NetworkManager won't share network interfaces, which is a problem

February 20, 2024

Today I upgraded my home desktop to Fedora 39. It didn't entirely go well; specifically, my DSL connection broke because Fedora stopped packaging some scripts with rp-pppoe and Fedora's old ifup, which is used by my very old-fashioned setup still requires those scripts. After I got back on the Internet, I decided to try an idea I'd toyed with, namely using NetworkManager to handle (only) my DSL link. Unfortunately this did not go well:

audit: op="connection-activate" uuid="[...]" name="[...]" pid=458524 uid=0 result="fail" reason="Connection '[...]' is not available on device em0 because device is strictly unmanaged"

The reason that em0 is 'unmanaged' by NetworkManager is that it's managed by systemd-networkd, which I like much better. Well, also I specifically told NetworkManager not to touch it by setting it as 'unmanaged' instead of 'managed'.

Although I haven't tested, I suspect that NetworkManager applies this restriction to all VPNs and other layered forms of networking, such that you can only run a NetworkManager managed VPN over a network interface that NetworkManager is controlling. I find this quite unfortunate. There is nothing that NetworkManager needs to change on the underlying Ethernet link to run PPPoE or a VPN over it; the network is a transport (a low level transport in the case of PPPoE).

I don't know if it's theoretically possible to configure NetworkManager so that an interface is 'managed' but NetworkManager doesn't touch it at all, so that systemd-networkd and other things could continue to use em0 while NetworkManager was willing to run PPPoE on top of it. Even if it's possible in theory, I don't have much confidence that it will be problem free in practice, either now or in the future, because fundamentally I'd be lying to NetworkManager and networkd. If NetworkManager really had a 'I will use this interface but not change its configuration' category, it would have a third option besides 'managed or '(strictly) unmanaged'.

(My current solution is a hacked together script to start pppd and pppoe with magic options researched through extrace and a systemd service that runs that script. I have assorted questions about how this is going to interactive with various things, but someday I will get answers, or perhaps unpleasant surprises.)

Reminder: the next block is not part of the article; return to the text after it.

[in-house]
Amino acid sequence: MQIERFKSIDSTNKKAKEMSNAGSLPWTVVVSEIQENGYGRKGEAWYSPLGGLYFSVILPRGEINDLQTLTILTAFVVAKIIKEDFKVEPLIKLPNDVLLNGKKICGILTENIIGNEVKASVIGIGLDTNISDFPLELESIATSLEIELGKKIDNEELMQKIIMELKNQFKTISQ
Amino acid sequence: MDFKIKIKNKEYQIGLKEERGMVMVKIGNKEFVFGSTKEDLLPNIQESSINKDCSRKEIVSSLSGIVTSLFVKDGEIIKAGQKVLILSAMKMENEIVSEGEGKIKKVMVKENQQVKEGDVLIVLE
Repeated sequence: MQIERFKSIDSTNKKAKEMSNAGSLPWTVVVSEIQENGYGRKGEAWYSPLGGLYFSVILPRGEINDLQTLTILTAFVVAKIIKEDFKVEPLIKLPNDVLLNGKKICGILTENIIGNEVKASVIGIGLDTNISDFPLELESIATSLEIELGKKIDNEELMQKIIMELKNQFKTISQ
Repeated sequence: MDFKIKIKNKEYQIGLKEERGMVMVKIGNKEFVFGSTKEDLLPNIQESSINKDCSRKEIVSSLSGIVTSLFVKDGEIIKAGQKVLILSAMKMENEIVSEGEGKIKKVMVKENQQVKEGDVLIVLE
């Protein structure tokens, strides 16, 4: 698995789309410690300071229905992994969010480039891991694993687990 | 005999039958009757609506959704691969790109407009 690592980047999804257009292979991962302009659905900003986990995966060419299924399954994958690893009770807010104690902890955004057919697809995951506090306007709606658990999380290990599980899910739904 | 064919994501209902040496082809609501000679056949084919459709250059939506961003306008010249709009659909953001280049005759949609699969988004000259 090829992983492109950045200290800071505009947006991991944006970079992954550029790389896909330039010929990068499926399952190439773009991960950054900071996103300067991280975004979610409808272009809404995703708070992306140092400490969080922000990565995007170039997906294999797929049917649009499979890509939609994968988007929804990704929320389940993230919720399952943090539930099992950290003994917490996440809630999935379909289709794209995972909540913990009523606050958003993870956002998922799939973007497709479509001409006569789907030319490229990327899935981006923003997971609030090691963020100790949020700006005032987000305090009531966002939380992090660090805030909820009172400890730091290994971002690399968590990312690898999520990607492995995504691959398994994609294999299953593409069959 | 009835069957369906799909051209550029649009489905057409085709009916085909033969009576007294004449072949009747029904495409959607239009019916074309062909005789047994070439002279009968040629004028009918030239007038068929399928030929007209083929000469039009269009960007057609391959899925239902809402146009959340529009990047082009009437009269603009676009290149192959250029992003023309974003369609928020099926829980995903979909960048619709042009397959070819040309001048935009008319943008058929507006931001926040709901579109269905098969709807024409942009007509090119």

PS: Where this may be a special problem someday is if I want to run a VPN over my DSL link. I can more or less handle running PPPoE by hand, but the last time I looked at a by hand OpenVPN setup I rapidly dropped the idea. NetworkManager is or would be quite handy for this sort of 'not always there and complex' networking, but it apparently needs to own the entire stack down to Ethernet.

(To run a NetworkManager VPN over 'ppp0', I would have to have NetworkManager manage it, which would presumably require I have NetworkManager handle the PPPoE DSL, which requires NetworkManager not considering em0 to be unmanaged. It's NetworkManager all the way down.)

Comments on this page:

By Andrew at 2024-02-21 02:17:43:

I suspect that NetworkManager applies this restriction to all VPNs and other layered forms of networking, such that you can only run a NetworkManager managed VPN over a network interface that NetworkManager is controlling.

I don't think that's true. I don't do things this way anymore, but I used to have eth0 managed by ifupdown (and marked "unmanaged" in NM), while using NM-managed VPNs (because they were only transiently connected and that was the easiest way to do it). It never complained.

PPPoE may be different for silly reasons, I have no experience with it.

By kim s at 2024-02-21 13:14:23:

I've found Network Manager to be annoyingly inflexible. For example, my wired interface was configured as a bridge (for virtual machines), and it refused to touch that. And it didn't work well for DHCP interfaces with some static settings, and always wanted to rewrite resolv.conf. Also, corporate policy prohibited network passwords being saved on disk, but I don't recall being able to get it to prompt for but not permanently store the password.

For wi-fi, it turns out that it's not difficult at all to script wpa_cli. A reasonably simple shell script can send a GET_PASSPHRASE request to gpg-connect-agent and feed the result to wpa_cli (but then getting it to run dhclient or whatever takes a bit of extra configuration as root). The authentication-free wired network was just done using Debian's "if-up" stuff, which is... kind of okay, if one remembers to put " || true" after the pre-up/post-up commands. I'd prefer to have something like Network Manager with good support for hooks, scripts, and similar customization, so I could fully configure a network without being root. I haven't found anything yet.

Written on 20 February 2024.
« The flow of activity in the ZFS Intent Log (as I understand it)
What ZIL metrics are exposed by (Open)ZFS on Linux »

Page tools: View Source, View Normal, Add Comment.
Login: Password:
Atom Syndication: Recent Comments.

Last modified: Tue Feb 20 22:55:01 2024
This dinky wiki is brought to you by the Insane Hackers Guild, Python sub-branch.